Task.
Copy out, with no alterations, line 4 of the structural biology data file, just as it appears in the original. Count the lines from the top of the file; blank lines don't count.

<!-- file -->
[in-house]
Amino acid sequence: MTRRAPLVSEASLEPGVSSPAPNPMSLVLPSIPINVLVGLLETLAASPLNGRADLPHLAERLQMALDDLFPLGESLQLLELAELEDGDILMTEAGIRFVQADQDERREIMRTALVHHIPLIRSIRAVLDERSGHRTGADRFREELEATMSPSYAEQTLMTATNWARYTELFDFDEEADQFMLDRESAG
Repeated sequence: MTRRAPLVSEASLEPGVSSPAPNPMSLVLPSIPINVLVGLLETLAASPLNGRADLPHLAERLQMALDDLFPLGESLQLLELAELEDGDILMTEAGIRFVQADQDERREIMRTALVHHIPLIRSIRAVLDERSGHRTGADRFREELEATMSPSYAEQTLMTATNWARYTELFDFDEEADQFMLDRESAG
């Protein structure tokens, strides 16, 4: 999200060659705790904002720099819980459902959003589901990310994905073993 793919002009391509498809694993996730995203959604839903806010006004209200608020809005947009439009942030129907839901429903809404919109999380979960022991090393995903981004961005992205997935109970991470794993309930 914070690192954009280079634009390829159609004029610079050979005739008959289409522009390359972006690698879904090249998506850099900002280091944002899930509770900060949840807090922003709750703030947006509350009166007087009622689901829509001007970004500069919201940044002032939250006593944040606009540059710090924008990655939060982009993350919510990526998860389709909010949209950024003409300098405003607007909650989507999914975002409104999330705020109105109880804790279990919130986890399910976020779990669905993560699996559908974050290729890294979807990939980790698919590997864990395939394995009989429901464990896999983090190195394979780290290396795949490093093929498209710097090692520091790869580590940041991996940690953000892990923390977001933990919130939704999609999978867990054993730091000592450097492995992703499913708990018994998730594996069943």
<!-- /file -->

């Protein structure tokens, strides 16, 4: 999200060659705790904002720099819980459902959003589901990310994905073993 793919002009391509498809694993996730995203959604839903806010006004209200608020809005947009439009942030129907839901429903809404919109999380979960022991090393995903981004961005992205997935109970991470794993309930 914070690192954009280079634009390829159609004029610079050979005739008959289409522009390359972006690698879904090249998506850099900002280091944002899930509770900060949840807090922003709750703030947006509350009166007087009622689901829509001007970004500069919201940044002032939250006593944040606009540059710090924008990655939060982009993350919510990526998860389709909010949209950024003409300098405003607007909650989507999914975002409104999330705020109105109880804790279990919130986890399910976020779990669905993560699996559908974050290729890294979807990939980790698919590997864990395939394995009989429901464990896999983090190195394979780290290396795949490093093929498209710097090692520091790869580590940041991996940690953000892990923390977001933990919130939704999609999978867990054993730091000592450097492995992703499913708990018994998730594996069943």